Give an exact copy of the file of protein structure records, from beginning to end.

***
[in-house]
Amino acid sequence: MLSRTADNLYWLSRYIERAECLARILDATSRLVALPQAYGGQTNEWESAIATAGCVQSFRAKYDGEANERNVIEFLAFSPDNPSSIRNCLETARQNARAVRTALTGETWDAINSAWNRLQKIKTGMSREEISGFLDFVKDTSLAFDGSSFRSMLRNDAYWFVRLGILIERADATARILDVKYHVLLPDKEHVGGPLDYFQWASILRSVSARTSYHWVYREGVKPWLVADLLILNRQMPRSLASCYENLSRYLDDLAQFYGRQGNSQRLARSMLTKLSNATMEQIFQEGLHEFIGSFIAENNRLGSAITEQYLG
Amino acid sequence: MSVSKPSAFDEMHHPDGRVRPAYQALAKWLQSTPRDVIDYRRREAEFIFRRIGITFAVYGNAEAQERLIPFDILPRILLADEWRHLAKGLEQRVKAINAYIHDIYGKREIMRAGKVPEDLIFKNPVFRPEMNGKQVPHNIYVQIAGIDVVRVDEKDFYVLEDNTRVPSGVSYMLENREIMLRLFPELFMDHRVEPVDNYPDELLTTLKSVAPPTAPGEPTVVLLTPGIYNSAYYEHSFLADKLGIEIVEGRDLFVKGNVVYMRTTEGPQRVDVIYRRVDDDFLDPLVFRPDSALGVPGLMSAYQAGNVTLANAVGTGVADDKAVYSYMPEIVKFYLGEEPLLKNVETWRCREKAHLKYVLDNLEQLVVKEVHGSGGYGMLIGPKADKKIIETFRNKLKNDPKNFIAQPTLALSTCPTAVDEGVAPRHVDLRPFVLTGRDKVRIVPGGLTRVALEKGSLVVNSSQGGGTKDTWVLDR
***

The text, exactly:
[in-house]
Amino acid sequence: MLSRTADNLYWLSRYIERAECLARILDATSRLVALPQAYGGQTNEWESAIATAGCVQSFRAKYDGEANERNVIEFLAFSPDNPSSIRNCLETARQNARAVRTALTGETWDAINSAWNRLQKIKTGMSREEISGFLDFVKDTSLAFDGSSFRSMLRNDAYWFVRLGILIERADATARILDVKYHVLLPDKEHVGGPLDYFQWASILRSVSARTSYHWVYREGVKPWLVADLLILNRQMPRSLASCYENLSRYLDDLAQFYGRQGNSQRLARSMLTKLSNATMEQIFQEGLHEFIGSFIAENNRLGSAITEQYLG
Amino acid sequence: MSVSKPSAFDEMHHPDGRVRPAYQALAKWLQSTPRDVIDYRRREAEFIFRRIGITFAVYGNAEAQERLIPFDILPRILLADEWRHLAKGLEQRVKAINAYIHDIYGKREIMRAGKVPEDLIFKNPVFRPEMNGKQVPHNIYVQIAGIDVVRVDEKDFYVLEDNTRVPSGVSYMLENREIMLRLFPELFMDHRVEPVDNYPDELLTTLKSVAPPTAPGEPTVVLLTPGIYNSAYYEHSFLADKLGIEIVEGRDLFVKGNVVYMRTTEGPQRVDVIYRRVDDDFLDPLVFRPDSALGVPGLMSAYQAGNVTLANAVGTGVADDKAVYSYMPEIVKFYLGEEPLLKNVETWRCREKAHLKYVLDNLEQLVVKEVHGSGGYGMLIGPKADKKIIETFRNKLKNDPKNFIAQPTLALSTCPTAVDEGVAPRHVDLRPFVLTGRDKVRIVPGGLTRVALEKGSLVVNSSQGGGTKDTWVLDR